Published online 31 December 2007 | Nature | doi:10.1038/news.2007.397

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Year of the what?

Nature News tracks who's celebrating their year in 2008.

Year of the frog: Kermit has signed up to support the goal of preventing the extinction of frog species.MARK STERKEL/AP/PA Photos

What will 2008 bring? Cheesy chips, perhaps, seeing as 2008 is officially the United Nation’s International Year of the Potato, and, at least in Greece, the Year of Feta.

The UN has also declared 2008 to be the International Year of Sanitation, the International Year of Planet Earth (which lasts for 3 years) and the International Year of Languages.

To get the UN to back a year of something takes a good deal of work and time. According to the UN’s procedure for the proclamation of international years, the subject for any such year must, among other things, be "of priority concern to all or the majority of countries" and it should "involve action at the international and national levels". In addition, "each international year should have objectives that are likely to lead to identifiable and practicable results".

The International Year of the Potato was suggested by Peru’s government at the Conference of the Food and Agriculture Organization of the United Nations in November 2005. Their support was thrown behind this crop not because it is in any sort of danger, but rather to highlight its usefulness as a resource. As the UN resolution states, the potato could have a role in alleviating world poverty. The potato, they claim, "produces more nutritious food more quickly, on less land, and in harsher climates than any other major crop".

The official year for the UN’s International Year of Planet Earth is 2008, but funding for it began in 2007 and will last until 2009. The aim of the year is to bring Earth scientists and their work more exposure, citing the 2004 Asian Tsunami as an example where more attention to Earth sciences in advance of the disaster might have meant fewer deaths.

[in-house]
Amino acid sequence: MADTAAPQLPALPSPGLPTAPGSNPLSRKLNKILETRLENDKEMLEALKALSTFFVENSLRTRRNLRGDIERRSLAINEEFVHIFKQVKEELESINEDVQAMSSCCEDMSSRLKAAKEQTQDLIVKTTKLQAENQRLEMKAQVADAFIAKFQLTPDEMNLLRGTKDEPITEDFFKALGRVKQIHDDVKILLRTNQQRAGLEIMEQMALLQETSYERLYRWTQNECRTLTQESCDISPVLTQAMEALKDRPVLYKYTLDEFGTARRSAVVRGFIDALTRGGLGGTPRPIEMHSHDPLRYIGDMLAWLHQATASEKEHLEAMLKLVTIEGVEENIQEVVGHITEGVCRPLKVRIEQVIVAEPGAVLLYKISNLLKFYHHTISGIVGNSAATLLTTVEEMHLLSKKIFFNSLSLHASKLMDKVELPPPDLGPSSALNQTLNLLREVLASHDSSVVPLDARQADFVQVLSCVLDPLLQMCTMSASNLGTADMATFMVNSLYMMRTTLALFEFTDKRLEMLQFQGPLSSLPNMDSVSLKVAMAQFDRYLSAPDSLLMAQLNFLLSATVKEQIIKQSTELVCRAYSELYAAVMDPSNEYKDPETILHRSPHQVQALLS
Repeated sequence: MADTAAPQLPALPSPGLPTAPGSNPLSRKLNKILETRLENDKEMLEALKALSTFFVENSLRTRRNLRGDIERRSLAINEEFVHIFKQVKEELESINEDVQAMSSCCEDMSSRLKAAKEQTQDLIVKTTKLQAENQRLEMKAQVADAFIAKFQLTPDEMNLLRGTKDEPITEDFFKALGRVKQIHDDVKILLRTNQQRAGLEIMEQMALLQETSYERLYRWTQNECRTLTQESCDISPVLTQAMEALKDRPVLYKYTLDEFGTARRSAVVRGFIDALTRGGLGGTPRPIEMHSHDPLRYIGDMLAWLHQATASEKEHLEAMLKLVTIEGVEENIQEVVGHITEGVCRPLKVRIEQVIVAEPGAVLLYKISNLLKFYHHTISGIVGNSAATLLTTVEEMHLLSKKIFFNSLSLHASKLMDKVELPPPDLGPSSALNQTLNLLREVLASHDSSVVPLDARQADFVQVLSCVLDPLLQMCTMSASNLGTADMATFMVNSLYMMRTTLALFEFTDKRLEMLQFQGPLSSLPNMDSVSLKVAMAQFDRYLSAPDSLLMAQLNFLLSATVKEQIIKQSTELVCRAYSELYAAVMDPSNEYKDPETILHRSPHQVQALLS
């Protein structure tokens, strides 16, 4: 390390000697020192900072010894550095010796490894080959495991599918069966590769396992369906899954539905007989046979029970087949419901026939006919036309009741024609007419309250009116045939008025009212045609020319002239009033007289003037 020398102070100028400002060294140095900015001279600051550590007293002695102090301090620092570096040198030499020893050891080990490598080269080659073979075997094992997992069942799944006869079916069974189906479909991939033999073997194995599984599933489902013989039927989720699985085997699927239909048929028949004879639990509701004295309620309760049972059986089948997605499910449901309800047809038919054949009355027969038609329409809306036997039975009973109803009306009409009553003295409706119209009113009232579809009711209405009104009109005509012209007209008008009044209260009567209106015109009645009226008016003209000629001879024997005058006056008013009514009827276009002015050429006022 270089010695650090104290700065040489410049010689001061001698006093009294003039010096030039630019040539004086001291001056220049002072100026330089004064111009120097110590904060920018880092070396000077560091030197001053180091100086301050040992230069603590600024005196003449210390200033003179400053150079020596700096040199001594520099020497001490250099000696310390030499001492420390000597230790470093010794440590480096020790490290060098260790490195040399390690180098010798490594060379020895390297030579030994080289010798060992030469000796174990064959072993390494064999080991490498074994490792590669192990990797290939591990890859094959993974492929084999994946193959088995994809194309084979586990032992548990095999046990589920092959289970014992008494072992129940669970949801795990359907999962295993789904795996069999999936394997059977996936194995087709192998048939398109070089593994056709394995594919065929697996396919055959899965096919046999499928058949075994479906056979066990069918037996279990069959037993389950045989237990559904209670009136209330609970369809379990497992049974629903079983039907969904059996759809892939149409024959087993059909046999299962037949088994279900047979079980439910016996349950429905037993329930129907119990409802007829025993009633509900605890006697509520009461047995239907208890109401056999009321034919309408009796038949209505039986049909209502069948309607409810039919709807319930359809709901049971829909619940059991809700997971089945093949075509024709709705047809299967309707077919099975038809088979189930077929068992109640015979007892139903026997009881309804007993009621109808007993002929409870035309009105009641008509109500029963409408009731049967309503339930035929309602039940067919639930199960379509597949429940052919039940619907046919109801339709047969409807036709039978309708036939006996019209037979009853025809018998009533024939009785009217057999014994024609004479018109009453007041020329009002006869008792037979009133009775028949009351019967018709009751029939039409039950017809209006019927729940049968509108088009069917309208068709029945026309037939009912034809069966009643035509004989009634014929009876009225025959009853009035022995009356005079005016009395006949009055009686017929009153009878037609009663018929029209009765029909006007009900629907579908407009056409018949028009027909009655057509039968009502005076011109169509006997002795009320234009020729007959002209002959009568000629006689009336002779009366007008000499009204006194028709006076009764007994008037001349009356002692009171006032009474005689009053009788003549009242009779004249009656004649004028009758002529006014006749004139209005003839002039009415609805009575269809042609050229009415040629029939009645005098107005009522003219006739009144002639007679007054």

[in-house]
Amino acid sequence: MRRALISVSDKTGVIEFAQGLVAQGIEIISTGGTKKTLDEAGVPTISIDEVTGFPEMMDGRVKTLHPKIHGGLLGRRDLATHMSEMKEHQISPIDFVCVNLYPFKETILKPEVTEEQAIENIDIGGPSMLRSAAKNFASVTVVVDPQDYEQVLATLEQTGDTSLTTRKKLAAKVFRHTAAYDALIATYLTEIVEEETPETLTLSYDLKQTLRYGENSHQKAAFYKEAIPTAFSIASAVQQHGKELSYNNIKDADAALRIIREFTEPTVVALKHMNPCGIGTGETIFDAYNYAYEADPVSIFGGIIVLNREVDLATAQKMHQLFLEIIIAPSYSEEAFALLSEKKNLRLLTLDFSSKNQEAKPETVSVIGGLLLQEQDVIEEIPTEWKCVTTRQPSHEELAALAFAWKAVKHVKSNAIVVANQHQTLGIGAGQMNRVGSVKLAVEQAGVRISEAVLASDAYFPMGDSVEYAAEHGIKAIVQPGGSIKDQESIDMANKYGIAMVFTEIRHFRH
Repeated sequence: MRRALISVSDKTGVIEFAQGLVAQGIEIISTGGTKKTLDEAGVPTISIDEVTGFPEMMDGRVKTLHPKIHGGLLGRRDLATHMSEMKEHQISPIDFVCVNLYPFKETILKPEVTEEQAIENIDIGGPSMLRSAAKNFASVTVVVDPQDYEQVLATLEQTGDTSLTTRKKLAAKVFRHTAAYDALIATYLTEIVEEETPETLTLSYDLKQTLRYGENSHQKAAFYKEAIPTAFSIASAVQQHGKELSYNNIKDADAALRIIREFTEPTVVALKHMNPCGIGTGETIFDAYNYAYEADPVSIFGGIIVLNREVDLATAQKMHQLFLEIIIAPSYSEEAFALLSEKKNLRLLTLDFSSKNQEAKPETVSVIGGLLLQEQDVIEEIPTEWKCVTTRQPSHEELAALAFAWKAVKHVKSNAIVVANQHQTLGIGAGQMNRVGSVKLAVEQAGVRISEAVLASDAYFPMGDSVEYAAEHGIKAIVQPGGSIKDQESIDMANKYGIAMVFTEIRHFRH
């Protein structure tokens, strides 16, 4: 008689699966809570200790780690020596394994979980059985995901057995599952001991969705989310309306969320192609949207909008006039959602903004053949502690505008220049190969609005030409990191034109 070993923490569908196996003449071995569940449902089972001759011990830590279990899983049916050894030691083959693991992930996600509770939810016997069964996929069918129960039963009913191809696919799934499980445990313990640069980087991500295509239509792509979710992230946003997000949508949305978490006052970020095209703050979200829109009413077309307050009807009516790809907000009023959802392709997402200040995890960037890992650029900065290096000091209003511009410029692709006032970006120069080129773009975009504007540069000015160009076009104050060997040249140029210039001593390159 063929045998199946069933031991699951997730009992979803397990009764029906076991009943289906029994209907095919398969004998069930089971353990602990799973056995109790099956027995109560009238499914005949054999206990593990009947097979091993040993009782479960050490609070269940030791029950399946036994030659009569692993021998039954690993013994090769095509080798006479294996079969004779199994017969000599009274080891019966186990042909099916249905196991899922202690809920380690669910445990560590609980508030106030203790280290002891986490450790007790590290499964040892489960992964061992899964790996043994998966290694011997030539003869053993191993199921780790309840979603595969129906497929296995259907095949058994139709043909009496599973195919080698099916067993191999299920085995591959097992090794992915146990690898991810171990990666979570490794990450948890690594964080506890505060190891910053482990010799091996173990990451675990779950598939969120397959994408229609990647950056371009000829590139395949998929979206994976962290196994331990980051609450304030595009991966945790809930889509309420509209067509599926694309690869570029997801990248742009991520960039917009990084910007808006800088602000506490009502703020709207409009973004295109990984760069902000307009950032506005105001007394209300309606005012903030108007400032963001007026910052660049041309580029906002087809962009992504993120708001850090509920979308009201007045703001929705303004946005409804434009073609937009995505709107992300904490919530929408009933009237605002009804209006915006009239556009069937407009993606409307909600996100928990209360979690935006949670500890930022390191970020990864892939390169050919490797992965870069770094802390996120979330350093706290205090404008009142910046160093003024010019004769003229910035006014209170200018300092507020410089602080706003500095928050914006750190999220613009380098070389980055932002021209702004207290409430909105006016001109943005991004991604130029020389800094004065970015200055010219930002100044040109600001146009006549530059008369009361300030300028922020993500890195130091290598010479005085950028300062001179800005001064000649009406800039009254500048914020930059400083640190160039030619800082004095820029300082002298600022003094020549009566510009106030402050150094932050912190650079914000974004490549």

The sanitation year was set up to raise awareness of the plight of some 41% of the world's population — at least 2.6 billion people — who don't have access to basic sanitation. One of the UN's Millennium Development Goals is to slice this number in half by 2015.

Easy being green

Outside the UN, declaring something to be the year of anything is pretty easy — it simply takes a decision from within, and some organizations prefer this approach (see Box). Aside from the UN’s four top picks, 2008 is also the Year of the Frog. “Largely our campaign is targeted at the zoo community,” says Kevin Zippel, program director for Amphibian Ark, the international conservation organization behind this year. Because of this target audience, the perceived wider reach of the UN was unnecessary for their campaign.

Amphibian Ark has highlighted 500 frog species threatened with extinction. The year of the frog campaign is aiming to raise $50 million to try to save them — a huge job. “We have pretty lofty goals,” says Zippel, adding that the year will be a success even if just one of those 500 species is saved.

Zippel thinks the wider populous isn’t so blinkered that it only sees UN-backed campaigns as credible. Celebrity helps raise profiles, he says, and The Year of the Frog has Sir David Attenborough as its patron. The campaign also has Kermit the Frog's backing, he says.

From ocean floors to the stars

The International Coral Reef Initiative has announced that 2008 will be their second International Year of the Reef (IYOR). But they, too, are going ahead without UN endorsement. “It’s non-formal and we want to leave it this way,” says Francis Staub, IYOR coordinator, who is based in Bethesda, Maryland. “We are not interested in being an official UN year.” The reef year aims to raise awareness of coral reefs, and their importance in the world’s ecosystems. By keeping the year unaffiliated, those countries involved are free to coordinate whatever activities they like, says Staub.

Other self-proclaimed years include Virgin Galactic’s recently mooted, and unofficial, Year of the Spaceship — which comes as a number of private attempts to commercialize spaceflight are getting closer to reality.

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There is also a growing trend to make a year last longer than 12 months. Dolphins, who had their share of attention in 2007, have had their UN-backed year extended into 2008, and International Polar Year, which also began in 2007, will run until March 2009.

Meanwhile, in Greece, 2008 will be a year of campaigning to keep feta cheese Greek; in Australia the year will all be about scouts — boy scouts, that is — and also about engineering teams; in Cheshire, England, 2008 is the year of gardens; and the EU has declared 2008 the European Year of Intercultural Dialogue. Looking ahead, in late December 2007, the UN declared 2009 as the International Year of Astronomy. 

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